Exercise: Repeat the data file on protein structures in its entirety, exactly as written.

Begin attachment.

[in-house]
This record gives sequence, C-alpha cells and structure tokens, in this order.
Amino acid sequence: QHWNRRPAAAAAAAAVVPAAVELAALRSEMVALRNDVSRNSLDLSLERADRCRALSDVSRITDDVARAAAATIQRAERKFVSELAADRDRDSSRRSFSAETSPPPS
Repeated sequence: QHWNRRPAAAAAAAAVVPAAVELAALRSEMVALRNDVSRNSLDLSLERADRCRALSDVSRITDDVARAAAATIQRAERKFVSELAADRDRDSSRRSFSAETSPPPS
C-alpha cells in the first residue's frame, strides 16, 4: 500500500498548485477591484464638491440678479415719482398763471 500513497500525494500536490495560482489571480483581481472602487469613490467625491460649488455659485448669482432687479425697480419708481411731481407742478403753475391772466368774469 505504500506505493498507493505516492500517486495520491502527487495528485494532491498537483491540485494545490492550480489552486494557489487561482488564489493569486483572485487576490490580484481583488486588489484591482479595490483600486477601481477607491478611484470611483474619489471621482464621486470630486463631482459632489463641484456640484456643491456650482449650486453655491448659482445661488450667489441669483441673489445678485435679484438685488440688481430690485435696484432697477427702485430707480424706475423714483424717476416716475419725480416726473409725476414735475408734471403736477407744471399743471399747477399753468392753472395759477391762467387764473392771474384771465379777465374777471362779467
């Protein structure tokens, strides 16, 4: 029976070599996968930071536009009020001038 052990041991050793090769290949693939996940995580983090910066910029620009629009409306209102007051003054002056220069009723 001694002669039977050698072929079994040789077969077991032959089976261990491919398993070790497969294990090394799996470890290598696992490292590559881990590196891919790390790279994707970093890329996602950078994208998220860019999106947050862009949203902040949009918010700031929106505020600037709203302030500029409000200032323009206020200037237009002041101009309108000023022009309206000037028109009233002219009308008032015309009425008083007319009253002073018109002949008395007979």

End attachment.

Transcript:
[in-house]
This record gives sequence, C-alpha cells and structure tokens, in this order.
Amino acid sequence: QHWNRRPAAAAAAAAVVPAAVELAALRSEMVALRNDVSRNSLDLSLERADRCRALSDVSRITDDVARAAAATIQRAERKFVSELAADRDRDSSRRSFSAETSPPPS
Repeated sequence: QHWNRRPAAAAAAAAVVPAAVELAALRSEMVALRNDVSRNSLDLSLERADRCRALSDVSRITDDVARAAAATIQRAERKFVSELAADRDRDSSRRSFSAETSPPPS
C-alpha cells in the first residue's frame, strides 16, 4: 500500500498548485477591484464638491440678479415719482398763471 500513497500525494500536490495560482489571480483581481472602487469613490467625491460649488455659485448669482432687479425697480419708481411731481407742478403753475391772466368774469 505504500506505493498507493505516492500517486495520491502527487495528485494532491498537483491540485494545490492550480489552486494557489487561482488564489493569486483572485487576490490580484481583488486588489484591482479595490483600486477601481477607491478611484470611483474619489471621482464621486470630486463631482459632489463641484456640484456643491456650482449650486453655491448659482445661488450667489441669483441673489445678485435679484438685488440688481430690485435696484432697477427702485430707480424706475423714483424717476416716475419725480416726473409725476414735475408734471403736477407744471399743471399747477399753468392753472395759477391762467387764473392771474384771465379777465374777471362779467
């Protein structure tokens, strides 16, 4: 029976070599996968930071536009009020001038 052990041991050793090769290949693939996940995580983090910066910029620009629009409306209102007051003054002056220069009723 001694002669039977050698072929079994040789077969077991032959089976261990491919398993070790497969294990090394799996470890290598696992490292590559881990590196891919790390790279994707970093890329996602950078994208998220860019999106947050862009949203902040949009918010700031929106505020600037709203302030500029409000200032323009206020200037237009002041101009309108000023022009309206000037028109009233002219009308008032015309009425008083007319009253002073018109002949008395007979």